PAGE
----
March 24, 2021 - May 26, 2021, curated by Yelaine Rodriguez
Featuring artists: Elia Alba, Albany Andaluz, Renee Cox, Lelanie Foster, Maroon World (Travis Gumbs and Cynthia Cervantes Gumbs), Ariella Imena, Carla Lopez, Fabiola Jean-Louis, Wilfredo Suárez, Demi Vera
The photographers in Radical Elegance are subverting and actively challenging fashion photography as a genre, the elitist practices in the field, and the historical, technical, and stylistic approaches by creating their own. The photographers here are taking charge of their narratives, documenting their communities, and shedding light on Black, Indigenous, and people of color (BIPOC) cultures. They are capturing the tranquility and exuberance of BIPOC life: communities that historically mainstream publications erase from fashion’s purview. In doing so, they are radically reshaping the discourse within studio and street photography, bringing visibility to vernacular cultures.
While fashion photography dates to the mid-nineteenth century, it gains popularity in the early twentieth century as an advertising tool, as fashion increasingly becomes more accessible to the public. Historically fashion photography as a practice and genre is grounded on fantasy and unattainability for only the privileged of society, while excluding Black, Indigenous, and people of color. Fashion photographers often favor the elites and socialites as their muse, a trend that continues today. This preference cemented in the early days of fashion photography reflects the inequities within our community and illustrates the deprivation of BIPOC participation in society. The two leading advocates of fashion photography being Harper’s Bazaar and Vogue, beginning in the 1900s, took one hundred and twenty-six years to hire the first Black fashion photographer.
Together, the photographers in Radical Elegance push the boundaries generated by dominant narratives in mainstream media to a place where vernacular cultures and high fashion co-exist. Their work presents the intersections and overlapping realities of hybrid cultural identities. Employing photography as a storytelling and community-building tool, these artists examine through a political lens the development of Black and Brown fashioned identities. They highlight the beauty and style of BIPOC communities while simultaneously rejecting the historical colonial gaze that has overwhelmingly shaped the visual production of these marginalized communities on a global scale.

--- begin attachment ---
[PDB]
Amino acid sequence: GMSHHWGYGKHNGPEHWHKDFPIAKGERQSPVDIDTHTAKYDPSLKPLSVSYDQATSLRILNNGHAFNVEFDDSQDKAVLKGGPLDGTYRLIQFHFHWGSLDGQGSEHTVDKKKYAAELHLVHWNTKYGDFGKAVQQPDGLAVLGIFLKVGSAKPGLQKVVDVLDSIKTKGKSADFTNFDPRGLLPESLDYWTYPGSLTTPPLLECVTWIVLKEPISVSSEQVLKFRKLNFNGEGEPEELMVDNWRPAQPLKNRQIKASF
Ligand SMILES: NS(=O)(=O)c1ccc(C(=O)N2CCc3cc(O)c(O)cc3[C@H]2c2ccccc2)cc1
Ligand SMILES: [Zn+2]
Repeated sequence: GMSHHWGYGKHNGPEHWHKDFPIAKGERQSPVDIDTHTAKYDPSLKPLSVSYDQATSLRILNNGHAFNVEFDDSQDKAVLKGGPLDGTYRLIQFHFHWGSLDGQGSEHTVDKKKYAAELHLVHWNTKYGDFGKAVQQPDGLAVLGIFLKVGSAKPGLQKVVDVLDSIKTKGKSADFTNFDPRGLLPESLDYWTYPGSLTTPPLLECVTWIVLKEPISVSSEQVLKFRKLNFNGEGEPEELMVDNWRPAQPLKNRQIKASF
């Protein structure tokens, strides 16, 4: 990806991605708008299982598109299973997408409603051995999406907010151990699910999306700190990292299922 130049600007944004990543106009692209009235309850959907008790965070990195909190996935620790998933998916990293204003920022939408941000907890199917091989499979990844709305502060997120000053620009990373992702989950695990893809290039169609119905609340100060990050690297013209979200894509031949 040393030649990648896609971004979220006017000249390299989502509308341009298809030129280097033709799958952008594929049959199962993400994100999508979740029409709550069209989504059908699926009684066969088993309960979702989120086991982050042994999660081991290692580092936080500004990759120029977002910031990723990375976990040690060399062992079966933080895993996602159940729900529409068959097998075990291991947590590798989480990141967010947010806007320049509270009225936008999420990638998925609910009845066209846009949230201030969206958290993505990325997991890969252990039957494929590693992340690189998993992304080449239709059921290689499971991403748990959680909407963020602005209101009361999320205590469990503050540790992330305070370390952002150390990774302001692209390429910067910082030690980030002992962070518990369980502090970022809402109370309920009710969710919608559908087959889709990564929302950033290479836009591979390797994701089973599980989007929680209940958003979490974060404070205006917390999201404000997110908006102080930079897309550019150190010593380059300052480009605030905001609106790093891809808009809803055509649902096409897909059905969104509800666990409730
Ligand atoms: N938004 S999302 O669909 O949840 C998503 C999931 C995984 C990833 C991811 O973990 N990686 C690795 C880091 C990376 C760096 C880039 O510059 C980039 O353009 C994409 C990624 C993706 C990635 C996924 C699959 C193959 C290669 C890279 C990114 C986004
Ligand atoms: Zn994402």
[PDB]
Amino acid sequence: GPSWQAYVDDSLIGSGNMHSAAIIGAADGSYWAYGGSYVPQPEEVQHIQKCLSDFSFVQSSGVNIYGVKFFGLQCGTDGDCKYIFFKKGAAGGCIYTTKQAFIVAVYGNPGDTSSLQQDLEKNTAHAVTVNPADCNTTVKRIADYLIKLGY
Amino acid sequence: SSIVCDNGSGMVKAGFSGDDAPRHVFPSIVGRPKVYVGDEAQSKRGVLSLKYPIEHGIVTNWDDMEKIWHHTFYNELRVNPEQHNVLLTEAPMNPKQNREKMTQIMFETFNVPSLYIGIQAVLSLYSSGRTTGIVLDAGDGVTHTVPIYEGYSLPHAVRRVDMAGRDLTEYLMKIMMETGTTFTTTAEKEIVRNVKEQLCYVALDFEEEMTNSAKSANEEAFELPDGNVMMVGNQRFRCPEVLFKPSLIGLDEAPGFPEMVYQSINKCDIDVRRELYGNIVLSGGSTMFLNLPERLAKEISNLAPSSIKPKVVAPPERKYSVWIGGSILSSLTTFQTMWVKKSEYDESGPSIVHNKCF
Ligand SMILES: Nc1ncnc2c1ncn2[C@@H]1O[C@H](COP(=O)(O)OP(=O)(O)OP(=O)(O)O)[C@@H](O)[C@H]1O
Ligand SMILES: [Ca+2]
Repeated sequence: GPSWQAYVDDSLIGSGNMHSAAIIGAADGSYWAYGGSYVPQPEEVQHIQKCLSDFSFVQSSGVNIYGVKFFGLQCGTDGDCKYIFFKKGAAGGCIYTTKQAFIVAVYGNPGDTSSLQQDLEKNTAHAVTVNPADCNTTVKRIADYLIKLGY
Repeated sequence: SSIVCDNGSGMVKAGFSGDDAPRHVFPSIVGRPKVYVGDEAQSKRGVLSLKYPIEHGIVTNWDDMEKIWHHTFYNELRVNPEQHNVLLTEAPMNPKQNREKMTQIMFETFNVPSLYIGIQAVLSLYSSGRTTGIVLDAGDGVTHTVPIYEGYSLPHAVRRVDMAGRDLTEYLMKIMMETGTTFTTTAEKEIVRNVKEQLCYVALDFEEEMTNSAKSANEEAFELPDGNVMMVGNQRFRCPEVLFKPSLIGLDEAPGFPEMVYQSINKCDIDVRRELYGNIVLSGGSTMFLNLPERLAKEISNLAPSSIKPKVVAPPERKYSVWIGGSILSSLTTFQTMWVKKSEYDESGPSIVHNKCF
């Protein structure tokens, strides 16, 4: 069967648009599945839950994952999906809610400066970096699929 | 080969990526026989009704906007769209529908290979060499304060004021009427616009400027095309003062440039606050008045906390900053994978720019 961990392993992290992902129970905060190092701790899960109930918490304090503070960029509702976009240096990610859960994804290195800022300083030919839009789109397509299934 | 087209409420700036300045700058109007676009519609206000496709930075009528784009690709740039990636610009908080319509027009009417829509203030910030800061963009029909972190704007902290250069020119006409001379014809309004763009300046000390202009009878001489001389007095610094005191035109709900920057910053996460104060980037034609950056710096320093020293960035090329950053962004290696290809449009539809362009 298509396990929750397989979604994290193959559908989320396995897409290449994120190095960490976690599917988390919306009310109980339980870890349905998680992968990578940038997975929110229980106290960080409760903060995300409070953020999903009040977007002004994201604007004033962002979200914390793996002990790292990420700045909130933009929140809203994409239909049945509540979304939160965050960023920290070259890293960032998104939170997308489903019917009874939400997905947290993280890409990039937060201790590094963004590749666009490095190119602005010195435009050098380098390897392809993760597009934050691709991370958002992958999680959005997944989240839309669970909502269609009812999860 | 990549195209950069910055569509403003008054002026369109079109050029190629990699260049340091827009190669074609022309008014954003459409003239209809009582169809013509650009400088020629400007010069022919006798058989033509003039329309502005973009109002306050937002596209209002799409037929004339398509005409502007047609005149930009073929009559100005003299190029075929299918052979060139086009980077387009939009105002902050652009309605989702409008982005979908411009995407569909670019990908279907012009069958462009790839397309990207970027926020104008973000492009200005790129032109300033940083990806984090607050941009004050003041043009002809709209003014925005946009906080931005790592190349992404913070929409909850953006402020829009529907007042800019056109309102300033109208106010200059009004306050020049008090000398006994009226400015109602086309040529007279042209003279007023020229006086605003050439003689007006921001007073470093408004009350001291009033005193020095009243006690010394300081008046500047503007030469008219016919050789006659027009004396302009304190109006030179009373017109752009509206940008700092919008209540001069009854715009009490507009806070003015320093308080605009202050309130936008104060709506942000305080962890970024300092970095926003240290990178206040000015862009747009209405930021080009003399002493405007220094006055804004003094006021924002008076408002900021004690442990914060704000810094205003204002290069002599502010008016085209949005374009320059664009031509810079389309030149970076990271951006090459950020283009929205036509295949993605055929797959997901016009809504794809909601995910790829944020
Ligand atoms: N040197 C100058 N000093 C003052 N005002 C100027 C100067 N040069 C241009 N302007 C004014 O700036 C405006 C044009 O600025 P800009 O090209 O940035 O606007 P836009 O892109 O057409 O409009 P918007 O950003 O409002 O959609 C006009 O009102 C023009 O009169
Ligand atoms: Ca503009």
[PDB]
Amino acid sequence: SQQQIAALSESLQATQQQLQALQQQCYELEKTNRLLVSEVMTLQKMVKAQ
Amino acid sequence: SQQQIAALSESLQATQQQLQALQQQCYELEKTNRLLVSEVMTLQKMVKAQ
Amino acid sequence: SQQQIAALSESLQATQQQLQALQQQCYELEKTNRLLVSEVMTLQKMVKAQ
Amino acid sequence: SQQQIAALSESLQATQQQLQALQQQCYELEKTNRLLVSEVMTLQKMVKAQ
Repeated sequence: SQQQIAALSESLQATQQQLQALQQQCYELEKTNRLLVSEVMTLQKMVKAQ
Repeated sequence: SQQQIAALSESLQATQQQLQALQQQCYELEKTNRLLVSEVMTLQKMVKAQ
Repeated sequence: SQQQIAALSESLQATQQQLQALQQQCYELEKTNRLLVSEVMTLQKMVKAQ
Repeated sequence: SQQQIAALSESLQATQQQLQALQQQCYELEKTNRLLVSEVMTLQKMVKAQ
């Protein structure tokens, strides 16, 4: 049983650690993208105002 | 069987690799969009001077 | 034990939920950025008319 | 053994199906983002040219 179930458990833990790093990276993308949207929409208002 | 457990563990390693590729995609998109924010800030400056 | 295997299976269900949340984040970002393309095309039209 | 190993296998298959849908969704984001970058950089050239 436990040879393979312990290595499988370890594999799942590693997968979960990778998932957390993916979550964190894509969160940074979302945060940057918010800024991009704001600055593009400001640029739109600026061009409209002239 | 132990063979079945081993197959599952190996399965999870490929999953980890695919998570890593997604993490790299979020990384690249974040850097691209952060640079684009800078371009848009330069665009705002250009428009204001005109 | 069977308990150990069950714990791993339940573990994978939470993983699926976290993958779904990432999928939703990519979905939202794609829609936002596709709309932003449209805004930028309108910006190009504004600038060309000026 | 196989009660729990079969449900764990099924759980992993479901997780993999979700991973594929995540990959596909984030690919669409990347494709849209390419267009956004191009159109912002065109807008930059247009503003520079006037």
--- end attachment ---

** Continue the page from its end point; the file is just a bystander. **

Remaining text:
The photographs in the exhibition have a nostalgic sentiment. They bring forth cultural references within BIPOC cultures, reimagined through the perspective of the fashion photographer. This virtual exhibit puts this collection of works in conversation with the archives, demonstrating how the diaspora creates a cultural language of its own. Collectively they address discussions of beauty and style, identity and race, and sexuality through gendered images.
For example, the series Estilo Propio (2018) by Bronx-based Dominican photographer Carla Lopez presents a woman adorned with pink rolos (hair curlers) and bright colored bodega flowers. Here, the subject and her rollers become a symbol frequently regarded as a fundamental Dominican act of self-fashioning, similar to Washington Height’s own Dominican performer Maluca in her music video “El Tigeraso” (2009). The rollers are not viewed as an oppressive item from gendered beauty standards, but as a cultural marker and identifier.